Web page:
Marketing & advertising
ICC issues new guidelines on marketing and advertising using electronic media
The International Chamber of Commerce (ICC) has published updated Guidelines on Marketing and Advertising using Electronic Media that address recent developments in the field of digital media and other technologies.
The guidelines, which were prepared by the ICC Commission on Marketing and Advertising, cover the use of telephone, SMS/MMS, digital radio and television as new marketing vehicles for selling products worldwide.
John Manfredi, Chair of the ICC Commission on Marketing and Advertising and Senior Vice President of Corporate Affairs at The Gillette Company explained: “The guidelines demonstrate the responsiveness of ICC to stay current with the fast-changing area of the electronic media. As the electronic media change and new issues arise, ICC wants to provide the ethical guideposts needed for businesses to self-regulate their advertising and marketing efforts. The updated guidelines, which were first issued in 1996, should be useful to businesses of all sizes in all sectors around the world.”
The new guidelines include important guidance on advertising to children — a rapidly expanding market on the Internet — and uphold the basic principle that advertisers and marketers in general should not exploit the inexperience or credulity of children.
Anders Stenlund, Vice Chair of the Commission on Marketing and Advertising, and Director of the Confederation of Swedish Enterprise, said: “Business believes that self-regulation should be combined with the legal backstop of effective national enforcement regimes, to effectively deal with fringe operators.”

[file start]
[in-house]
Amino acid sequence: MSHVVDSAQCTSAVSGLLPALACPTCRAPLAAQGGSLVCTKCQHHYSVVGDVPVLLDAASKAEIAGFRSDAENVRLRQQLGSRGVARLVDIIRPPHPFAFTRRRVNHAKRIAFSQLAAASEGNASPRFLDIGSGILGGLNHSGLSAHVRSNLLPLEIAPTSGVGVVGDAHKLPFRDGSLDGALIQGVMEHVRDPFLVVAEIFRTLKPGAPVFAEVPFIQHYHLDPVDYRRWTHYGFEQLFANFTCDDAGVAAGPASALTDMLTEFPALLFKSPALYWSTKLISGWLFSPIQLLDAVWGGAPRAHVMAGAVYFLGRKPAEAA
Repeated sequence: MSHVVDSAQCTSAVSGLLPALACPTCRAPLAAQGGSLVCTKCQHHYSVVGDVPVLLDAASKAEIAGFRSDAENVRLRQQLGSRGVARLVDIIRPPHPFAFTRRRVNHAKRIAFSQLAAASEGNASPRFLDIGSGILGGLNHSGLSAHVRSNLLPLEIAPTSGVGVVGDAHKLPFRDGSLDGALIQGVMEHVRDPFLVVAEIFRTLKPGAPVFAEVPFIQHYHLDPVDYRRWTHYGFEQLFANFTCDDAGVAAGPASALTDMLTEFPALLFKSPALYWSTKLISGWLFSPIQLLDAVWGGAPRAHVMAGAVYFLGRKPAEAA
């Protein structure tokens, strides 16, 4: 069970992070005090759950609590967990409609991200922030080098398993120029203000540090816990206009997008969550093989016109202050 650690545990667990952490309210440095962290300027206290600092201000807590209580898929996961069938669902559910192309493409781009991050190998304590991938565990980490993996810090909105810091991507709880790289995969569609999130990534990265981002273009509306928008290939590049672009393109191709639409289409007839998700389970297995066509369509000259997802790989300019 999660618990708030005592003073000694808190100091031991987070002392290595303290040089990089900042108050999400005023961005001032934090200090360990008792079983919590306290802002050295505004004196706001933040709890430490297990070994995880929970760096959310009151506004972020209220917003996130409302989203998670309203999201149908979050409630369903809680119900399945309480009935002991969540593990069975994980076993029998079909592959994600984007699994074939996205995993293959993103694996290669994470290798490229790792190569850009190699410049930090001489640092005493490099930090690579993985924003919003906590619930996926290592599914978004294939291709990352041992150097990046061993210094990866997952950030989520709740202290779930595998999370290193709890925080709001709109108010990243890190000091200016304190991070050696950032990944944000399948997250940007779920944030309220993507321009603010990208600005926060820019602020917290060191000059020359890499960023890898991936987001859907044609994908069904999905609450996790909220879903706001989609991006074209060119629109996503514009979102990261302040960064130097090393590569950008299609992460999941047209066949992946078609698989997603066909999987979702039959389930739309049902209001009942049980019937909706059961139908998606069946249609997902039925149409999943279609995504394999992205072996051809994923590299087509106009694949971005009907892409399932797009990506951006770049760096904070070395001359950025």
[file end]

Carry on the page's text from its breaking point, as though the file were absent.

Speaking on behalf of world business, ICC maintains that the growing demand for new technologies in today’s ever-changing communications environment requires global, flexible and time enduring responses to regulatory issues regarding the scope of commercial messages.
“There should be no need to have more than light touch regulation in this area of responsible advertising” said Oliver Gray, Chair of ICC’s Task Force on Code Revision and Director-General of the European Advertising Standards Alliance (EASA). “We believe that the new guidelines clearly explain how interactive services, such as those currently being reviewed in EU discussions on the possible revision of the Television without Frontiers Directive, are responsibly addressed by industry self-regulation.”
ICC codes and rules cover a diverse range of business topics and reflect business preference for self-regulation. The guidelines were updated by corporate and self-regulation experts from a wide range of countries. Many organizations contributed to the update of the guidelines. The result is an international, self-regulation tool that can be applied by companies of all sizes to ensure the transparency of their electronic marketing and advertising.
Deline Beukes, Executive Director of the Advertising Standards Authority of South Africa commented: “The rules are very relevant to the South African context and demonstrate the useful role of ICC in developing globally accepted standards for advertising and marketing.”
ICC’s expanded guidelines aim to:
- increase public confidence that marketing and advertising material provided over the new interactive systems is legal, decent and honest;
- safeguard an optimum of freedom of expression for advertisers and marketers;
- provide practical and flexible solutions;
- minimize the need for governmental and/or inter-governmental legislation or regulations;
- meet reasonable consumer privacy expectations.
- Responsible advertising to children
- Respect for public groups
- Data collection
- Unsolicited commercial communications
- Respect for the potential sensitivities of a global audience
The Guidelines on Marketing and Advertising using Electronic Media, formerly called ICC Guidelines on Advertising using the Internet, were first issued in 1996 and revised in 1998 with the growth of the Net.
ICC is the world’s largest, most representative business organization. Its member companies come from 130 countries. Companies from all sectors and from all parts of the world have issued universal standards for international advertising practices through ICC since 1937. ICC’s rules are regularly reviewed and adjusted to meet public sensitivities and the demands of new technologies.